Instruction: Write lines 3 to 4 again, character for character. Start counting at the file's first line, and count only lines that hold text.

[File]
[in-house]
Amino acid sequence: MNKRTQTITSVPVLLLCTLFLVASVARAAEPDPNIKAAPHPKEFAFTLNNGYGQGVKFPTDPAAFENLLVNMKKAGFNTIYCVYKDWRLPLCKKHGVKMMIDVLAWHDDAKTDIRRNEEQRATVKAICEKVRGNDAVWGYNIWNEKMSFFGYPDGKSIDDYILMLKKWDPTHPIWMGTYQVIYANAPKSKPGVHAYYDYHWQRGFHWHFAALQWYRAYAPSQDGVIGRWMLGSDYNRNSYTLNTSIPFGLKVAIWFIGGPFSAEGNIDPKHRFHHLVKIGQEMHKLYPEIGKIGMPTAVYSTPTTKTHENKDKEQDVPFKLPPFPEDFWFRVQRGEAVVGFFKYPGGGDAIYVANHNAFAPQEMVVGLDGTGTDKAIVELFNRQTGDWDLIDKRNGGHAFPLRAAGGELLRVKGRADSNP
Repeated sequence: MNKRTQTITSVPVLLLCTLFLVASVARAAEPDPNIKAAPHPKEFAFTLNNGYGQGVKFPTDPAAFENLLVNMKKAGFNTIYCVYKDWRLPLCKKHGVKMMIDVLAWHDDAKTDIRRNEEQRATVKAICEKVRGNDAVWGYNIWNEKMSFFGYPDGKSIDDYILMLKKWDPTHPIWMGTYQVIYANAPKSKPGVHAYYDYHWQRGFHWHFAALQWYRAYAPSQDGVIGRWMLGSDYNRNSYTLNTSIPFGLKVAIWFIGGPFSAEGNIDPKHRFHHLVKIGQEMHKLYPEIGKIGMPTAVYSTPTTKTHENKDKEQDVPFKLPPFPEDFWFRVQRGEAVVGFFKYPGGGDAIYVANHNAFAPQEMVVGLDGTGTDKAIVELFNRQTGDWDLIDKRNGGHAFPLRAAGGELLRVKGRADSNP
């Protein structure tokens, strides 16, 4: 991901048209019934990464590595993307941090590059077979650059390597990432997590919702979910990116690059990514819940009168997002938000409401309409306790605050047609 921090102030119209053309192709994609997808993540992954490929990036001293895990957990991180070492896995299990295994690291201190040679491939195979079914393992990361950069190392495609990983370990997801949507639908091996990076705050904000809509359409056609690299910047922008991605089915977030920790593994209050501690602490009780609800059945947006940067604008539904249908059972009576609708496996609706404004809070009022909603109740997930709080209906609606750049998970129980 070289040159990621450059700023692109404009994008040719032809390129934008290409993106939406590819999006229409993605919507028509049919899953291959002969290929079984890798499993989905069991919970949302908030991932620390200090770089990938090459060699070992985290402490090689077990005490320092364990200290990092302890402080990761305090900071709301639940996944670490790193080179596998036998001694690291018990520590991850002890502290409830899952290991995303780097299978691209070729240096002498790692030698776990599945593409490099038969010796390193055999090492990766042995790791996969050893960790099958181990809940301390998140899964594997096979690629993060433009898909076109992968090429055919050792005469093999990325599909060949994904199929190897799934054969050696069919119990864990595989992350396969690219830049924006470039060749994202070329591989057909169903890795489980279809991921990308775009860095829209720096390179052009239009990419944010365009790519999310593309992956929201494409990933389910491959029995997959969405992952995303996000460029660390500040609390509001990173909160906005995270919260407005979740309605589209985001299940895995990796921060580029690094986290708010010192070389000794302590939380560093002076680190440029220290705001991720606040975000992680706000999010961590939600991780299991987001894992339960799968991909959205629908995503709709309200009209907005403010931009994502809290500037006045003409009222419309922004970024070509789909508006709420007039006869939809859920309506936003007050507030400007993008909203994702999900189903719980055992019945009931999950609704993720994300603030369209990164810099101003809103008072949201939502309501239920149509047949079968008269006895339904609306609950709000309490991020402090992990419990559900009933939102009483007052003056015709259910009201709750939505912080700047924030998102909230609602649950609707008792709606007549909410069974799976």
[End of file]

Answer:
Repeated sequence: MNKRTQTITSVPVLLLCTLFLVASVARAAEPDPNIKAAPHPKEFAFTLNNGYGQGVKFPTDPAAFENLLVNMKKAGFNTIYCVYKDWRLPLCKKHGVKMMIDVLAWHDDAKTDIRRNEEQRATVKAICEKVRGNDAVWGYNIWNEKMSFFGYPDGKSIDDYILMLKKWDPTHPIWMGTYQVIYANAPKSKPGVHAYYDYHWQRGFHWHFAALQWYRAYAPSQDGVIGRWMLGSDYNRNSYTLNTSIPFGLKVAIWFIGGPFSAEGNIDPKHRFHHLVKIGQEMHKLYPEIGKIGMPTAVYSTPTTKTHENKDKEQDVPFKLPPFPEDFWFRVQRGEAVVGFFKYPGGGDAIYVANHNAFAPQEMVVGLDGTGTDKAIVELFNRQTGDWDLIDKRNGGHAFPLRAAGGELLRVKGRADSNP
């Protein structure tokens, strides 16, 4: 991901048209019934990464590595993307941090590059077979650059390597990432997590919702979910990116690059990514819940009168997002938000409401309409306790605050047609 921090102030119209053309192709994609997808993540992954490929990036001293895990957990991180070492896995299990295994690291201190040679491939195979079914393992990361950069190392495609990983370990997801949507639908091996990076705050904000809509359409056609690299910047922008991605089915977030920790593994209050501690602490009780609800059945947006940067604008539904249908059972009576609708496996609706404004809070009022909603109740997930709080209906609606750049998970129980 070289040159990621450059700023692109404009994008040719032809390129934008290409993106939406590819999006229409993605919507028509049919899953291959002969290929079984890798499993989905069991919970949302908030991932620390200090770089990938090459060699070992985290402490090689077990005490320092364990200290990092302890402080990761305090900071709301639940996944670490790193080179596998036998001694690291018990520590991850002890502290409830899952290991995303780097299978691209070729240096002498790692030698776990599945593409490099038969010796390193055999090492990766042995790791996969050893960790099958181990809940301390998140899964594997096979690629993060433009898909076109992968090429055919050792005469093999990325599909060949994904199929190897799934054969050696069919119990864990595989992350396969690219830049924006470039060749994202070329591989057909169903890795489980279809991921990308775009860095829209720096390179052009239009990419944010365009790519999310593309992956929201494409990933389910491959029995997959969405992952995303996000460029660390500040609390509001990173909160906005995270919260407005979740309605589209985001299940895995990796921060580029690094986290708010010192070389000794302590939380560093002076680190440029220290705001991720606040975000992680706000999010961590939600991780299991987001894992339960799968991909959205629908995503709709309200009209907005403010931009994502809290500037006045003409009222419309922004970024070509789909508006709420007039006869939809859920309506936003007050507030400007993008909203994702999900189903719980055992019945009931999950609704993720994300603030369209990164810099101003809103008072949201939502309501239920149509047949079968008269006895339904609306609950709000309490991020402090992990419990559900009933939102009483007052003056015709259910009201709750939505912080700047924030998102909230609602649950609707008792709606007549909410069974799976």